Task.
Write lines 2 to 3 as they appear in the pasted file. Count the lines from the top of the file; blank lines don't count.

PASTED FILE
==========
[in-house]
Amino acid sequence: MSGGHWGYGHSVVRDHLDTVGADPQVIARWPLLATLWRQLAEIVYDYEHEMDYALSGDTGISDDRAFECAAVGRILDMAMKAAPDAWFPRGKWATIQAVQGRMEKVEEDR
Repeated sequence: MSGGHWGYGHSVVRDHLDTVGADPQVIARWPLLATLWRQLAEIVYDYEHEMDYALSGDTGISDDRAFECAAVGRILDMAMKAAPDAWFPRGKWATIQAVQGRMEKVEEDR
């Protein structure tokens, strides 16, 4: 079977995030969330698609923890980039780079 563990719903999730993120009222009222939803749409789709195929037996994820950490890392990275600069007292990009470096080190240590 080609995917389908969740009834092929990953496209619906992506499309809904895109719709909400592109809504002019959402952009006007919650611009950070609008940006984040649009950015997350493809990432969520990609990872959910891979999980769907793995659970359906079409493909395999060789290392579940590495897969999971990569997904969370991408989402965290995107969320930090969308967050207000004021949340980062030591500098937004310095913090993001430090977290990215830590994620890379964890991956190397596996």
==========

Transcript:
Amino acid sequence: MSGGHWGYGHSVVRDHLDTVGADPQVIARWPLLATLWRQLAEIVYDYEHEMDYALSGDTGISDDRAFECAAVGRILDMAMKAAPDAWFPRGKWATIQAVQGRMEKVEEDR
Repeated sequence: MSGGHWGYGHSVVRDHLDTVGADPQVIARWPLLATLWRQLAEIVYDYEHEMDYALSGDTGISDDRAFECAAVGRILDMAMKAAPDAWFPRGKWATIQAVQGRMEKVEEDR